R.I. Gen. Laws § 11-49.2-1 mandates that any entity within the state of Rhode Island provide data breach notifications to all affected individuals and parties, in either written or electronic form, should a data breach occur. Moreover, these data breach notifications must provide residents within the state with the following information:
- A brief description of the event surrounding the data breach, including the number of Rhode Island residents that were affected by the breach, as well circumstances that lead to the breach, in general terms.
- The types of personal information that were subject to the breach.
- The approximate date, estimated date, or range of dates upon which the breach occurred.
- The date on which the breach was discovered.
- A clear and concise description of any remediation services that the affected entity is offering to affected individuals within Rhode Island, including the contact information needed to contact the three major credit reporting agencies in the U.S., any applicable remediation service providers, and the Rhode Island attorney general.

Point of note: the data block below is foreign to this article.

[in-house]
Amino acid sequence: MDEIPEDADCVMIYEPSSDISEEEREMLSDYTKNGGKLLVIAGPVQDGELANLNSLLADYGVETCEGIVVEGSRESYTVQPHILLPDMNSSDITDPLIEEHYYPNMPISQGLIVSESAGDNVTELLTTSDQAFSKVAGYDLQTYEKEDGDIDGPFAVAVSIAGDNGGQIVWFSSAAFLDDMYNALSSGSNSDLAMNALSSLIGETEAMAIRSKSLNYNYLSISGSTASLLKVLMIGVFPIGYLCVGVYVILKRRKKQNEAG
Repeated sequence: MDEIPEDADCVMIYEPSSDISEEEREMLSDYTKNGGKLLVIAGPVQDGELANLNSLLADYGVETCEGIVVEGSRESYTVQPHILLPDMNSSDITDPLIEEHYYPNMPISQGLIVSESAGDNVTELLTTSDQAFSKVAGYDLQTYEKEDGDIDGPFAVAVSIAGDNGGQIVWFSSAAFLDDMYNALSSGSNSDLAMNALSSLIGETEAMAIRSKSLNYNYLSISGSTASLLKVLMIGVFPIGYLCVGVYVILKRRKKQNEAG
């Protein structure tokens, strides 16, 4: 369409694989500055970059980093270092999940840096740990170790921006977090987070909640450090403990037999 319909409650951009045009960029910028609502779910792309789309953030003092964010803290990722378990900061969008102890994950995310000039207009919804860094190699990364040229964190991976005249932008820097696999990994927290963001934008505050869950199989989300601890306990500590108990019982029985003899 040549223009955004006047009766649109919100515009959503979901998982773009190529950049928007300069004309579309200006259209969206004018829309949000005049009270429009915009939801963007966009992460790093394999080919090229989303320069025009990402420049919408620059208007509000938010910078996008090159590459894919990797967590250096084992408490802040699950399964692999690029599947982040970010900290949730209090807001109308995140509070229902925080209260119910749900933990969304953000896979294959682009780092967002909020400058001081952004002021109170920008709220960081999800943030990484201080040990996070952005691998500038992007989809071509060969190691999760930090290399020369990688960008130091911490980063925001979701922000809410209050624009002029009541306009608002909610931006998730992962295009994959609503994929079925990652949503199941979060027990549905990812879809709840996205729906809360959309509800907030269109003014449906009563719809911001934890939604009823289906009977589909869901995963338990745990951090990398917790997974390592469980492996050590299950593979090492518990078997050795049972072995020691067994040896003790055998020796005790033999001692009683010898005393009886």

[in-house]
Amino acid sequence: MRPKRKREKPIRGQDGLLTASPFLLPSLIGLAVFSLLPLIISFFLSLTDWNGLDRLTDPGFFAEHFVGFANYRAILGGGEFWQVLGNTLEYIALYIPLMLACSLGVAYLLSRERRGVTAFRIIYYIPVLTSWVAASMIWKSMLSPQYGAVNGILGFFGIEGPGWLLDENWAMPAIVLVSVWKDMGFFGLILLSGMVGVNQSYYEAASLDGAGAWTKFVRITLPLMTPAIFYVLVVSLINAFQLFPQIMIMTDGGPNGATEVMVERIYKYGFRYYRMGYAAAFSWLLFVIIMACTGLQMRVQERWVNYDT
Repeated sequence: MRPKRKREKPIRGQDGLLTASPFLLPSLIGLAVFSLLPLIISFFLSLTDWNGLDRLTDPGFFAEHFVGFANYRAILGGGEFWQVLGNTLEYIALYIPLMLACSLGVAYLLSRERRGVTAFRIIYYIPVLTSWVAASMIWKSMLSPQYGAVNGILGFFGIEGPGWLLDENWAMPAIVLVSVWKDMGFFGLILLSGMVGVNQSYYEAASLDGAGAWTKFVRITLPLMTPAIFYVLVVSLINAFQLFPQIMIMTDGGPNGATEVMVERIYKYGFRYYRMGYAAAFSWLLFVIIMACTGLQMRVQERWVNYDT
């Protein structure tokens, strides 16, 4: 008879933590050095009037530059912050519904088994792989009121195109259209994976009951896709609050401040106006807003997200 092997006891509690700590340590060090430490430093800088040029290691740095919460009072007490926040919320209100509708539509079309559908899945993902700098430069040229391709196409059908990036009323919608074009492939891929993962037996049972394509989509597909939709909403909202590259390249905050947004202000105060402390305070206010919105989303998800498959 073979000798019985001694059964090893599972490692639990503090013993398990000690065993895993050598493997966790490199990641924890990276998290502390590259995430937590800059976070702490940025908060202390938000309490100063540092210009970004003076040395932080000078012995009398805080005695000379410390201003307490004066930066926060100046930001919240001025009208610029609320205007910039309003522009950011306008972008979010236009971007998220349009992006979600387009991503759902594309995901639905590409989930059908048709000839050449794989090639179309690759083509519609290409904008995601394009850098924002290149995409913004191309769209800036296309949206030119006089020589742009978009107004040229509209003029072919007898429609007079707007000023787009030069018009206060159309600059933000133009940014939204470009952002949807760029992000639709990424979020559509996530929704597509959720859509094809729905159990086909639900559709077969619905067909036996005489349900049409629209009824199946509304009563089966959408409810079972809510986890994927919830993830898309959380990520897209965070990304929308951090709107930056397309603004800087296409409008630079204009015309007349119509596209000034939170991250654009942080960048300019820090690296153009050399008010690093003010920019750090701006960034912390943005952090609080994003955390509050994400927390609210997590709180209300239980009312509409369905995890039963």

- A clear and concise description outlining the rights of consumers to file a police report, the procedural steps and information that are required to request a credit report freeze, and any fees associated with such a request.
What types of personal information are covered under R.I. Gen. Laws § 11-49.2-1?
In accordance with the provisions of R.I. Gen. Laws § 11-49.2-1, the following types of personal information are legally protected from disclosure in the event that a data breach occurs, in combination with a Rhode Island resident’s first name or first initial and last name, in instances where these data elements are in a hard copy format or have not been encrypted: